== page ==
Next Meeting (13th Dec) : Craig Wright - 'A History of Rose Hill Station'

Meeting Details: At Marple Methodist Church, SK6 7AY 

Doors open 7:15pm ready for the meeting at 7:45pm

For the full list of the talks this season visit list

rose early20thc hill old7Rose Hill station early 20c

 To the south of the station can be seen the connections to the goods yard and the brickworks.

As the end of year approaches, the Society is to make one final stop, on it’s journey through 2021. What better stop is there than the railway station which many a member uses for their first and final stop on a journey, Rose Hill Station.

Once on board the evening's train of discovery, Craig Wright will take us along a line of history.

  • from the first inception of the station on the 2nd August 1869, its near loss in 1966, to the present day,
  • from two platforms and a goods-yard, to a single platform and a car park that morphed from the goods-yard,
  • from the opulence of the 19c when the station had a porters’ room, station office, with a booking window, general waiting room, and a ladies’ waiting room with lavatories, to the minimalist 21c building, simply comprising a booking office and waiting room, with the benefit of a community library.

Season ticket holders, i.e. members just jump on board, day trippers will have to purchase a single ticket for evening at £3.

Single Ticlet Rose Hill to Manchester Piccadilly

No mince pies this year to enjoy post meeting, but a golden opportunity to escape card writing and present wrapping for at least, just one evening.

Significant Manchester Women - Andrew Simcock (Nov. 2021)

Pankhurtst StatueThe November talk was the story of a statue. Not just any statue but the statue of Emmeline Pankhurst, the iconic figure symbolising the fight for universal suffrage. And how fitting that she should be commemorated in Manchester, the city of her birth. Andrew Simcock took us through the various stages from conception to completion after introducing himself as a Manchester councillor for Didsbury East.

Read more:  Significant Manchester Women - Andrew Simcock (Nov. 2021)

Antarctica - Andy Smith (Oct. 2021)

antar 28Andy Smith began his talk on Antarctica by listing some superlatives for the seventh continent; perhaps we should examine some of them:

the coldest
No dispute there. The average temperature at Halley Research Station is -6.6⁰C - and that’s in summer! In winter the average is a chilly -28⁰C. And Halley Research Station is on the coast. If you want to know inland temperatures they would typically be -20⁰C in summer and, in winter, a bracing -60⁰C.

the driest
Precipitation is usually snow in the form of ‘diamond dust’ - tiny ice crystals formed from water vapour. Halley gets about 250 mm each year but the interior would get less than 50mm. This compares with about 600mm in London and 1050mm in Manchester. So yes, it is dry.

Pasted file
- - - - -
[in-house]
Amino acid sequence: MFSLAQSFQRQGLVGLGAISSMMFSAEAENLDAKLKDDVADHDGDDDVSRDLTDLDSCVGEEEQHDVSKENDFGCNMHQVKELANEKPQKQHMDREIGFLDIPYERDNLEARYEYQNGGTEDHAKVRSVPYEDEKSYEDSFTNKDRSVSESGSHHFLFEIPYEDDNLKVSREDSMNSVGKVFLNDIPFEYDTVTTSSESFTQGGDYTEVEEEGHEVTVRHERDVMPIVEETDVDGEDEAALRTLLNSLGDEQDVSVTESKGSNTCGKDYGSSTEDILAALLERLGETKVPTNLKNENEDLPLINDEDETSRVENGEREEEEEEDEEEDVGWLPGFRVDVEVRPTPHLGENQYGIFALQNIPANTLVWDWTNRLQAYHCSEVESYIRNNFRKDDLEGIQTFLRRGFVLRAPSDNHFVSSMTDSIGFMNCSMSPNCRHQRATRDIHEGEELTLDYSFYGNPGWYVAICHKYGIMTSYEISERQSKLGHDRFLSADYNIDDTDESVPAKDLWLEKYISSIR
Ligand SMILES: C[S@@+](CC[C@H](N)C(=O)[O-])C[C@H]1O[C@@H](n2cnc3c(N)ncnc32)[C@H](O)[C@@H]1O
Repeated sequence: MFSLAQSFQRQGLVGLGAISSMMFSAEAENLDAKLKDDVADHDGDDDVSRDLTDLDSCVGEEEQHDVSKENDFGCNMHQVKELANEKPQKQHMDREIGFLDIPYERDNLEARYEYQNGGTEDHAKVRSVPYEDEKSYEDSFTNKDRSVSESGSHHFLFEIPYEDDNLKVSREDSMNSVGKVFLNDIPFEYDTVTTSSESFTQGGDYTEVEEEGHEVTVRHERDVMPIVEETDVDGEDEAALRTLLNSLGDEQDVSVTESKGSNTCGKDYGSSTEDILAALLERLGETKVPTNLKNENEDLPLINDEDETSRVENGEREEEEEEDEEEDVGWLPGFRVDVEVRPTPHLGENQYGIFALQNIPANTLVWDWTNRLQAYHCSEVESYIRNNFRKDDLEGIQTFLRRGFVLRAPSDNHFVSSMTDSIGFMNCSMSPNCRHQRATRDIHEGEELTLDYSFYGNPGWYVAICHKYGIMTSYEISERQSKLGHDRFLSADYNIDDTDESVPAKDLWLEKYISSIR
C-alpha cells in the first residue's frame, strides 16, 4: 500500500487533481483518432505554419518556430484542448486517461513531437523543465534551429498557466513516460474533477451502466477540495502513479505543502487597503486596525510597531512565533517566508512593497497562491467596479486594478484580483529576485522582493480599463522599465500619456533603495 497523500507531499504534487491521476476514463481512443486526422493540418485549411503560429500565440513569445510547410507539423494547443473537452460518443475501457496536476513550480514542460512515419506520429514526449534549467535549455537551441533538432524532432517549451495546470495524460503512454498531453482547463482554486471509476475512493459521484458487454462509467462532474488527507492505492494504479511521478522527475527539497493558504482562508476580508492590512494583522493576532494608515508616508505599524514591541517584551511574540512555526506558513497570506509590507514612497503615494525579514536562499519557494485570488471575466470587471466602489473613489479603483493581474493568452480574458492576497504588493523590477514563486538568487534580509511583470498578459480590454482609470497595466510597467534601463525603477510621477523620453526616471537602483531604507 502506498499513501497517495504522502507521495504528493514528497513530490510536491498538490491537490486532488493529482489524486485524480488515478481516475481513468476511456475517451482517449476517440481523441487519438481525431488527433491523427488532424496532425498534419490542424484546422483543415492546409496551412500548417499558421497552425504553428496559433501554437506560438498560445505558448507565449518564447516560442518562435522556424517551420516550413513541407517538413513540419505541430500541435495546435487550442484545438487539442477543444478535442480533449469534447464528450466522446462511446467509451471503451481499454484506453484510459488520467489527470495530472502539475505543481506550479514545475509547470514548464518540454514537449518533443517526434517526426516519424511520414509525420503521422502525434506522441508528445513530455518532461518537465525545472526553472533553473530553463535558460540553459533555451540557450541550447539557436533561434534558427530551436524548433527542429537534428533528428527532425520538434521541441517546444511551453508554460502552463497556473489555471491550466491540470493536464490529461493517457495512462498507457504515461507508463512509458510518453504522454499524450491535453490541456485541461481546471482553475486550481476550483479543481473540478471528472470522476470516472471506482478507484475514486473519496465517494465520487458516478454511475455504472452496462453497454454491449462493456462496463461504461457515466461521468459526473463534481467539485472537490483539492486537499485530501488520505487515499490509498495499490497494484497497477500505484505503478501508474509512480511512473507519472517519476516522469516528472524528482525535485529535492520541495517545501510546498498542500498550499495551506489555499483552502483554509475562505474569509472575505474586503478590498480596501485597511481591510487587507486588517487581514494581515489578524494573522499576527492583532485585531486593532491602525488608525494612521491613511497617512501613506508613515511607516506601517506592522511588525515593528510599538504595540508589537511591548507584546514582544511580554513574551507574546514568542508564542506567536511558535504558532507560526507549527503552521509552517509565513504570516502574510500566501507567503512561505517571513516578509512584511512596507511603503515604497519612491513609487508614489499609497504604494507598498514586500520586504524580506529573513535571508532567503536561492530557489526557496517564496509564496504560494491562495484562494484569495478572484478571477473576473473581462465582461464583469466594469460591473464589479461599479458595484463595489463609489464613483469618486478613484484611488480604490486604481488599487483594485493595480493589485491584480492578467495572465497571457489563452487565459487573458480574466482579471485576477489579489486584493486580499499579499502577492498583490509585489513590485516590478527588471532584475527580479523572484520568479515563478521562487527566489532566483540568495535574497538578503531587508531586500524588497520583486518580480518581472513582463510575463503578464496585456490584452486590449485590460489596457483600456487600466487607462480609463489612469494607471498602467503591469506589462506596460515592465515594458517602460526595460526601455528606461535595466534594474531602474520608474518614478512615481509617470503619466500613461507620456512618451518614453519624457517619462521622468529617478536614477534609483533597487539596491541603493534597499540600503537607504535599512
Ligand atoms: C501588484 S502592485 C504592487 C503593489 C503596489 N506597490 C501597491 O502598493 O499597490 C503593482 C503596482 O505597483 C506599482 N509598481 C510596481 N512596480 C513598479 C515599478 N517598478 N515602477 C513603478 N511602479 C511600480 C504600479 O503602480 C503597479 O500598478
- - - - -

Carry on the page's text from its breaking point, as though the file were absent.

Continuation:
the windiest

The strong winds are the result of katabatic winds which arise when cold, dense air flows down towards the coast under gravity. Across much of the interior these winds average about 10 mph but towards the edge of the continent slope gradients become steeper. In some places the average annual wind velocity is nearly 50 mph.

Read more:  Antarctica - Andy Smith (Oct. 2021) 

Bentley Boys - David Skillen (Sept. 2021)

Flappers1920s 58a346bd3df78c4758d56c59It is always a little tense preparing for the first meeting of the year. Have we forgotten anything after a three month break? Will the new season be as good as last year? Will there be as many members? And the first meeting of the year this time was different from usual. It was the first meeting after eighteen months, not just three months. To cap it all we had a subject that was rather different from the usual programme - The Bentley Boys. Yes, it was history. It was a story of the Jazz Age, the Roaring Twenties, when “Anything Goes”. Would our members be interested in this aspect of history?

Pre-Covid we would expect to have over a hundred people at an average meeting. The first meeting of the year is normally less than that, say 80 or 90, because people are on holiday or away for other reasons. But Covid had changed the environment. Were some people still suffering after effects of the virus? Would people want to come to an indoor meeting? We took soundings and decided that we hoped we would

Read more:  Bentley Boys - David Skillen (Sept. 2021)

At a glance: Meetings 2021 - 2022 Season

Queen Victoria 1897

Queen Victoria’s visit to Sheffield in 1897

Season 2021 - 2022

  • 20th September:  David Skillen - 'Bentley Boys'
  • 18th October: Andy Smith -  'Living & working in Antartica'
  • 15th November: Andrew Simcock - 'The story of the Pankhurst Statue'
  • 13th December (2nd Mon.): Craig Wright - 'A History of Rose Hill Station'
  • 17th January:  Frank Pleszak -  'Second World War bombing of New Mills and Hayfield'
  • 21st February: David Kitching - 'The history of Norbury Colliery'
  • 21st March:  Ted Hancock - 'Queen Victoria’s visit to Sheffield in 1897'
  • 25thApril:  AGM &  Prof. Hannah Barker - ‘History through objects: what samplers tell us about the past’